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Katherine Trinidad
Headquarters, Washington
202 358-3749
katherine.trinidad@nasa.gov

Candrea Thomas
Kennedy Space Center, Fla.
321-867-2468
candrea.k.thomas@nasa.gov

March 11, 2008
 
RELEASE : 08-077
 
 
NASA's Shuttle Endeavour Begins Mission to the Space Station
 
 
CAPE CANAVERAL, Fla. - Space shuttle Endeavour brought an early sunrise to the East Coast Tuesday, launching from NASA's Kennedy Space Center at 2:28 a.m. EDT and beginning the STS-123 mission to the International Space Station.

During the 16-day flight, Endeavour's seven astronauts will work with the three-member space station crew and ground teams around the world to install the first section of the Japan Aerospace Exploration Agency's Kibo laboratory and the Canadian Space Agency's two-armed robotic system, known as Dextre. STS-123 is the longest shuttle mission to the station and will include a record five shuttle spacewalks at the orbiting laboratory, delivery of a new crew member to the complex and the return of another astronaut after nearly seven weeks aboard the station.

Shortly before launch, Commander Gorie thanked the teams that helped make the launch possible. "You've got seven smiling faces on board here," said Gorie. "God's truly blessed us with a beautiful night to launch so let's light 'em up and give them a show."

Joining Gorie on STS-123 are Pilot Gregory H. Johnson and Mission Specialists Robert L. Behnken, Mike Foreman, Rick Linnehan, Garrett Reisman and Japan Aerospace Exploration Agency astronaut Takao Doi. Reisman will replace current station crew member LĂ©opold Eyharts, who has lived on the outpost since early February. Reisman will return to Earth on shuttle Discovery's STS-124 mission, targeted for launch on May 25, 2008.

Endeavour's cargo will help continue the station's assembly. The Japanese Experiment Logistics Module-Pressurized Section, or ELM-PS, will hold experiment samples, maintenance tools and other spare items. Dextre can be attached to the station's robotic arm to handle smaller components typically requiring a spacewalking astronaut. At the tip of each arm is a "hand" that consists of retractable jaws used to grip objects.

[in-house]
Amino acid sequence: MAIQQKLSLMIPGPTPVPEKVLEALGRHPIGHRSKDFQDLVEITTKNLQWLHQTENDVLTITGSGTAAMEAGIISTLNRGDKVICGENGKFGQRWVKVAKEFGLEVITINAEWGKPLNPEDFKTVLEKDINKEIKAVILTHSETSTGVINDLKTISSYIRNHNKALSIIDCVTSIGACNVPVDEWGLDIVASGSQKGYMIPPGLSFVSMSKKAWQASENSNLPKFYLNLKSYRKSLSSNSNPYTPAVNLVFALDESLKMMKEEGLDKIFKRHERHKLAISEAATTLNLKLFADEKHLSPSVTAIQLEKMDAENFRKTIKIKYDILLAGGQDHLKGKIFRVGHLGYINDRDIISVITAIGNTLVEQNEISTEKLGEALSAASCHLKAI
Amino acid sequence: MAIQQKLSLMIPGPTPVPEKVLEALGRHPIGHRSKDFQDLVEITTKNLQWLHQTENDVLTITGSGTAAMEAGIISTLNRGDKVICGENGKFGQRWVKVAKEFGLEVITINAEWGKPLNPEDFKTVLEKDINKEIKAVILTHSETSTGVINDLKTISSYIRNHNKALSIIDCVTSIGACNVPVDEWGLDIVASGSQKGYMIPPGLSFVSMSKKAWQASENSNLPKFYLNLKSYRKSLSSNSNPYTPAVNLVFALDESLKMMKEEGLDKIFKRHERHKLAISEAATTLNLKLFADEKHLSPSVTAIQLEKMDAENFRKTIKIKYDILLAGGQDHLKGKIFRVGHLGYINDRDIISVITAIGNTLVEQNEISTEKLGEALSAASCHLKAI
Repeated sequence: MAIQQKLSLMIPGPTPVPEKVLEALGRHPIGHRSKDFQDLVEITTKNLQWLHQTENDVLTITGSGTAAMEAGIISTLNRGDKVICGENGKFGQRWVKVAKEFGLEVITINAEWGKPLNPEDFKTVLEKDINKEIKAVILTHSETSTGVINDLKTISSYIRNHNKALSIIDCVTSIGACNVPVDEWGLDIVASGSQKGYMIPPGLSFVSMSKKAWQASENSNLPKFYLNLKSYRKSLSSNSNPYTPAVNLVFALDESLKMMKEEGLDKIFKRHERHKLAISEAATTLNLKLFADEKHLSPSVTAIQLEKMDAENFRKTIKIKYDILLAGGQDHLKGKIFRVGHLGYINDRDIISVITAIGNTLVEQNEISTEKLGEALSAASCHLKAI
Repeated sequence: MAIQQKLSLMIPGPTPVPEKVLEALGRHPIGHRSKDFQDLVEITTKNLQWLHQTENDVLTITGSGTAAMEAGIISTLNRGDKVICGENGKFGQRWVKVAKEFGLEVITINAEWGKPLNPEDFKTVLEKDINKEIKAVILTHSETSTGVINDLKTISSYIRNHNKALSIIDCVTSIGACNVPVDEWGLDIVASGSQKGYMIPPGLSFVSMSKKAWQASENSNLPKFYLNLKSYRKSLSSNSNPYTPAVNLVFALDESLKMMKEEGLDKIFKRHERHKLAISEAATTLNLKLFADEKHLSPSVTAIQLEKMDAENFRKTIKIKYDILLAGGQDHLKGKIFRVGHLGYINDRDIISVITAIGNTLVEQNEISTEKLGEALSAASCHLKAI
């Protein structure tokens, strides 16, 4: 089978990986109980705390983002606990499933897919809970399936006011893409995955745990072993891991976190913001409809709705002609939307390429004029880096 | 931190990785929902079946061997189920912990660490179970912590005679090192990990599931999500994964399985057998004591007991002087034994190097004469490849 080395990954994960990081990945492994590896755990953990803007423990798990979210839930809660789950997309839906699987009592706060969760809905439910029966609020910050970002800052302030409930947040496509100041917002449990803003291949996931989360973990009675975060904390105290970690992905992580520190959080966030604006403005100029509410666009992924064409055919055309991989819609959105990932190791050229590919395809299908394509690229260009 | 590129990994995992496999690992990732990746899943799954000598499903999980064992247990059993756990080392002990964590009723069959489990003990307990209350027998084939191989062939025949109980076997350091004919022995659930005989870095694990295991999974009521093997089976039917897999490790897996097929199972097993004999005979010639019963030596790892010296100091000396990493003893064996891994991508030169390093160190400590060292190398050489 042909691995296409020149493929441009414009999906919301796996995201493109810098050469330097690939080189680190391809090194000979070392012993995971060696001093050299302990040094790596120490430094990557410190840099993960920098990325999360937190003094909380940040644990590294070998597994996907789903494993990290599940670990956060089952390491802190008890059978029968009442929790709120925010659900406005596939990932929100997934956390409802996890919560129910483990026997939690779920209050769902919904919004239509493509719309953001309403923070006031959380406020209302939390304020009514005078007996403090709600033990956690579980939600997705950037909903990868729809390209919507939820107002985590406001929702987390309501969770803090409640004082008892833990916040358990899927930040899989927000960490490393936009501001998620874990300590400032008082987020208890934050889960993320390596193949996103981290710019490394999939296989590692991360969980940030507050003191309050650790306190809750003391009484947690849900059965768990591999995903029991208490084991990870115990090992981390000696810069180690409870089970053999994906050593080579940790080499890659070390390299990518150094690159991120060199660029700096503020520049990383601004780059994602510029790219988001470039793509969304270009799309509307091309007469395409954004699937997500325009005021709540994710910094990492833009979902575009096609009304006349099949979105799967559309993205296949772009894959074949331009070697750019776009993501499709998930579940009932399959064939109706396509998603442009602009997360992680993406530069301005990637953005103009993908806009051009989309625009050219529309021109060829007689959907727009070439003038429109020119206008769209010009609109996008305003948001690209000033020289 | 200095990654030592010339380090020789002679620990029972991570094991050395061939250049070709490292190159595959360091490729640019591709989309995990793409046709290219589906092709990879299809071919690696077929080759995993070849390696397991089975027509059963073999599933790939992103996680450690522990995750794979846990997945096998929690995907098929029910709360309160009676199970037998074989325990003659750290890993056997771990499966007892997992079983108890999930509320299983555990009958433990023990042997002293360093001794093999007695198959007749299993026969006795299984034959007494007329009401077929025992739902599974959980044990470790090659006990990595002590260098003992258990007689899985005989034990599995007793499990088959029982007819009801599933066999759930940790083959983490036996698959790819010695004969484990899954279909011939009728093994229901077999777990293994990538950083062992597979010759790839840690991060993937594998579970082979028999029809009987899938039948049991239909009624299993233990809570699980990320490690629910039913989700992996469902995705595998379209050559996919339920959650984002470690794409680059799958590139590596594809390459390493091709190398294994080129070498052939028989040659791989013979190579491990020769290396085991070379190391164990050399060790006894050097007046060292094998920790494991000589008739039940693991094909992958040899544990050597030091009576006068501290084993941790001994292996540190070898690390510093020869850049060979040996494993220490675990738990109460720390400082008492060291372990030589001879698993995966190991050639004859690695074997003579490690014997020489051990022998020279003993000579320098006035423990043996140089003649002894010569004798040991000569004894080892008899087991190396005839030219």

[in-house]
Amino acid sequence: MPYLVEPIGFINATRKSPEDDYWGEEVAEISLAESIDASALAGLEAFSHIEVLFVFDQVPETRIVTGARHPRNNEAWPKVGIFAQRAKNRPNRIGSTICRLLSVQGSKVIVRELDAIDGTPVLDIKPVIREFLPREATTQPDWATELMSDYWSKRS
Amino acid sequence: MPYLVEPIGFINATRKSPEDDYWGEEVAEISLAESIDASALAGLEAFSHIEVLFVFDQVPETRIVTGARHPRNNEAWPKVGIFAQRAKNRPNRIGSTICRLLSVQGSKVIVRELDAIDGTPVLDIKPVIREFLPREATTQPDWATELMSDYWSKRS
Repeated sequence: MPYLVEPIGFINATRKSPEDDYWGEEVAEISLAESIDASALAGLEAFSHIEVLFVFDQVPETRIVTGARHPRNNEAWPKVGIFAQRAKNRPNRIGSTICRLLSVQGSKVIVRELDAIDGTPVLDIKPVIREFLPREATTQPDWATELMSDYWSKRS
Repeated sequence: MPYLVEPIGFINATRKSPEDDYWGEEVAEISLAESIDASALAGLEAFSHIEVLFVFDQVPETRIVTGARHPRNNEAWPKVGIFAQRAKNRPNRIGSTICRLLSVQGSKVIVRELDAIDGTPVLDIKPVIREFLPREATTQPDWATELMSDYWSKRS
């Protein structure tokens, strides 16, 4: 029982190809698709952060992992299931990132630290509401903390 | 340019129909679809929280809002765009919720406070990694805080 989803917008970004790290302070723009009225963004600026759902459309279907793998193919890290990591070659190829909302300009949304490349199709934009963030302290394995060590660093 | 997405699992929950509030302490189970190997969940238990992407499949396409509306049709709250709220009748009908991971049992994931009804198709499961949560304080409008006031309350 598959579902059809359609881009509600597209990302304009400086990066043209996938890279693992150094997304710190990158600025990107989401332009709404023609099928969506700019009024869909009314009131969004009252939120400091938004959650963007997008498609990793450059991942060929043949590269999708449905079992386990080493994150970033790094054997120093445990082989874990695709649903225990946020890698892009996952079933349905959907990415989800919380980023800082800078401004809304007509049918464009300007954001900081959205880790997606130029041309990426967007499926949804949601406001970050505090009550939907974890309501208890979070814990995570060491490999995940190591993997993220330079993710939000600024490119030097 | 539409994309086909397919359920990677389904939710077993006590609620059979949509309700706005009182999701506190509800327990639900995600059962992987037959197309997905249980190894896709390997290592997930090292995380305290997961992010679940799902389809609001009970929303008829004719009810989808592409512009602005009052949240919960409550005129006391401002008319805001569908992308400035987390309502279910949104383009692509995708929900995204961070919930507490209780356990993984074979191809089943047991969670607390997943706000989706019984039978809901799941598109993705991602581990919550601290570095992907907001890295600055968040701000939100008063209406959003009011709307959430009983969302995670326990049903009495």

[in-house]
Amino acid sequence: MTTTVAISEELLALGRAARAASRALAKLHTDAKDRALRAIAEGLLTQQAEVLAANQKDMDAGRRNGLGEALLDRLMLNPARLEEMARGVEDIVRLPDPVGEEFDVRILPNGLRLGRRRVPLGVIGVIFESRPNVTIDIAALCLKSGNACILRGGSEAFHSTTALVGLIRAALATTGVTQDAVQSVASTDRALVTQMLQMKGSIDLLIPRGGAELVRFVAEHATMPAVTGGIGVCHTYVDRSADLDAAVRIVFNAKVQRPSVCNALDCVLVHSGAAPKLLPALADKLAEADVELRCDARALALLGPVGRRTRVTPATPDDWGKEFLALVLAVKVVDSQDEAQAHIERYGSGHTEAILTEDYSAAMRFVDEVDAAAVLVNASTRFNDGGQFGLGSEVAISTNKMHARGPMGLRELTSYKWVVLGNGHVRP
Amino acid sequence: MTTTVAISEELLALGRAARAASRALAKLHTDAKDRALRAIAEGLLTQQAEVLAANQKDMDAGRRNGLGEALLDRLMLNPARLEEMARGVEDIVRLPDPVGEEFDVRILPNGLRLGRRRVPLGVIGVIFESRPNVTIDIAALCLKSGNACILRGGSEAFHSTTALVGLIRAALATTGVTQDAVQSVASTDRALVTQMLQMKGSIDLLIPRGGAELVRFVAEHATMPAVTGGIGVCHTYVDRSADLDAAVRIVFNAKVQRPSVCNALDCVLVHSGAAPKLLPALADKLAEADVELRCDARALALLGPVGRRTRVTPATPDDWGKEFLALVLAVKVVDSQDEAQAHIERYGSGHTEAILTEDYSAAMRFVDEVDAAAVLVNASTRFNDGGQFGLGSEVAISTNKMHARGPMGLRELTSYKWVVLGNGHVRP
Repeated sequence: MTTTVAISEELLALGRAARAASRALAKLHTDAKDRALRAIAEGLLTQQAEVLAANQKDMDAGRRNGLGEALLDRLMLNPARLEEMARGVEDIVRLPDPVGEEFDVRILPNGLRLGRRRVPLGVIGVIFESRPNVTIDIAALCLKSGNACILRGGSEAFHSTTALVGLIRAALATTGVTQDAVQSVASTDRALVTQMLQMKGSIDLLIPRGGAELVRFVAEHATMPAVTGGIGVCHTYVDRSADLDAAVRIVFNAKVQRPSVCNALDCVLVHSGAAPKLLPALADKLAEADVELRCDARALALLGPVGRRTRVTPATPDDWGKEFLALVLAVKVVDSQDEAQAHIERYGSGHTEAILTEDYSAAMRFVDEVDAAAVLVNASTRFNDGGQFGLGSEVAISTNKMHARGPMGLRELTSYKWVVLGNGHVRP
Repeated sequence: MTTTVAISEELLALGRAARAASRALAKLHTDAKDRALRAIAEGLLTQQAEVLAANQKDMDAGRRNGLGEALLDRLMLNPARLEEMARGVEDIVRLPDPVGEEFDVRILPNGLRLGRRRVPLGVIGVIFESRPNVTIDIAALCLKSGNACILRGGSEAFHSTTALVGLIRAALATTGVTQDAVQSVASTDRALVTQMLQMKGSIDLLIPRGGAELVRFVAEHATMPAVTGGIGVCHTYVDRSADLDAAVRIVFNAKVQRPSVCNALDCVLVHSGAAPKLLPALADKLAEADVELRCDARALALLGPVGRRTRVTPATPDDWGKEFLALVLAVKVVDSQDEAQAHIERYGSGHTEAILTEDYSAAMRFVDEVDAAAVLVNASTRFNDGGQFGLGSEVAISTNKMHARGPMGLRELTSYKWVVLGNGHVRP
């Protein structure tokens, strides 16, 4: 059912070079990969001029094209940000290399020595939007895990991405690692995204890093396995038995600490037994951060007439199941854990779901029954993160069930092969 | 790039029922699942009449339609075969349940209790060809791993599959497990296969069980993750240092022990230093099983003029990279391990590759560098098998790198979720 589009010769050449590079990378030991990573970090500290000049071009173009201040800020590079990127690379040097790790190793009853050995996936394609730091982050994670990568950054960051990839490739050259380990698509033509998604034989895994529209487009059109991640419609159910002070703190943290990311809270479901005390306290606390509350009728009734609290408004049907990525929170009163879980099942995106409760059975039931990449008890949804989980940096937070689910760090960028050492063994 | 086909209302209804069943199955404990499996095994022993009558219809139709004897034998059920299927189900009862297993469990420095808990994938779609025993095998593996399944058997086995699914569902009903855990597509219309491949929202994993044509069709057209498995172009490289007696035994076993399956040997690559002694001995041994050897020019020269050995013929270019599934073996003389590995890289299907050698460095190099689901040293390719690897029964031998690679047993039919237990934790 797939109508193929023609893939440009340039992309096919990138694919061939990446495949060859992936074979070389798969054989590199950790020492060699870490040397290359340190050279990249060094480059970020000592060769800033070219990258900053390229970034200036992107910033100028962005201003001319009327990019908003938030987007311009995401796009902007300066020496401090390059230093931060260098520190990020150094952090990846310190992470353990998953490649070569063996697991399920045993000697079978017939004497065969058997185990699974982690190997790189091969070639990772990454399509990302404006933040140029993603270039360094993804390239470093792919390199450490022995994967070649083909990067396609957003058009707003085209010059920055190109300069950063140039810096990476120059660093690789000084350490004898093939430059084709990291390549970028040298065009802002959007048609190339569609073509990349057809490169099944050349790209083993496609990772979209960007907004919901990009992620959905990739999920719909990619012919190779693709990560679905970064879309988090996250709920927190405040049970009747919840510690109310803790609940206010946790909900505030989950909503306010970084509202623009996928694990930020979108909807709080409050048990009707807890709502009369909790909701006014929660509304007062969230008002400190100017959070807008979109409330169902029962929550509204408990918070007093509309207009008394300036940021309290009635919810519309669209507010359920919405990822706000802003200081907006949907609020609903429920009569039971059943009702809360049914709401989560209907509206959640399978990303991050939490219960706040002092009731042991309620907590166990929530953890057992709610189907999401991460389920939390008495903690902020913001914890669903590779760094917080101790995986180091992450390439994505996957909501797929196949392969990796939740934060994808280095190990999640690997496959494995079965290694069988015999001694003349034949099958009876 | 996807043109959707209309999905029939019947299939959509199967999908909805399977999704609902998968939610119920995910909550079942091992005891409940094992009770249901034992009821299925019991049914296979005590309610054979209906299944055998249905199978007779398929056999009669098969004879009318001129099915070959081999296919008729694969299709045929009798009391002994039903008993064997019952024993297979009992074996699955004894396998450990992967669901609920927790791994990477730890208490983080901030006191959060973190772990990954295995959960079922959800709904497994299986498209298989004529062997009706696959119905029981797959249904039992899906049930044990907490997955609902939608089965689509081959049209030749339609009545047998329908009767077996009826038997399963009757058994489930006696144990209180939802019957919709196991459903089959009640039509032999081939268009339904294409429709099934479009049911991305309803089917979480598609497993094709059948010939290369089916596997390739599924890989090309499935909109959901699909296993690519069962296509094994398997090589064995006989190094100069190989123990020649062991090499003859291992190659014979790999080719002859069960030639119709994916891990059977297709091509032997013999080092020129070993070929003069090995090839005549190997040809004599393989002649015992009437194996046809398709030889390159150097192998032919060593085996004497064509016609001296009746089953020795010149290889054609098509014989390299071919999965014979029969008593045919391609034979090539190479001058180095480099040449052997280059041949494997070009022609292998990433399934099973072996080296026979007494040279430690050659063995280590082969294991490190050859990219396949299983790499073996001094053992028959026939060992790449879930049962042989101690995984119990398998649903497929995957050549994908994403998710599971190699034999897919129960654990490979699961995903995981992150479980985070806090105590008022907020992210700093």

NASA is providing continuous television and Internet coverage of Endeavour's mission, which is the 122nd shuttle flight, the 21st for Endeavour and the 25th shuttle mission to the station.

NASA Television features live mission events, daily mission status news conferences and 24-hour commentary. NASA TV is webcast at:

http://www.nasa.gov/ntv


NASA's Web coverage of STS-123 includes current mission information, interactive features, and news conference images, graphics and videos. Mission coverage, including the latest NASA TV schedule, also is available on the main space shuttle Web site at:

http://www.nasa.gov/shuttle


Daily news conferences with STS-123 mission managers take place at NASA's Johnson Space Center, Houston. Reporters may ask questions from participating NASA locations. Please contact your preferred NASA facility by its daily close of business to confirm its availability before each event.

For information about other NASA missions and activities, visit:

http://www.nasa.gov


 

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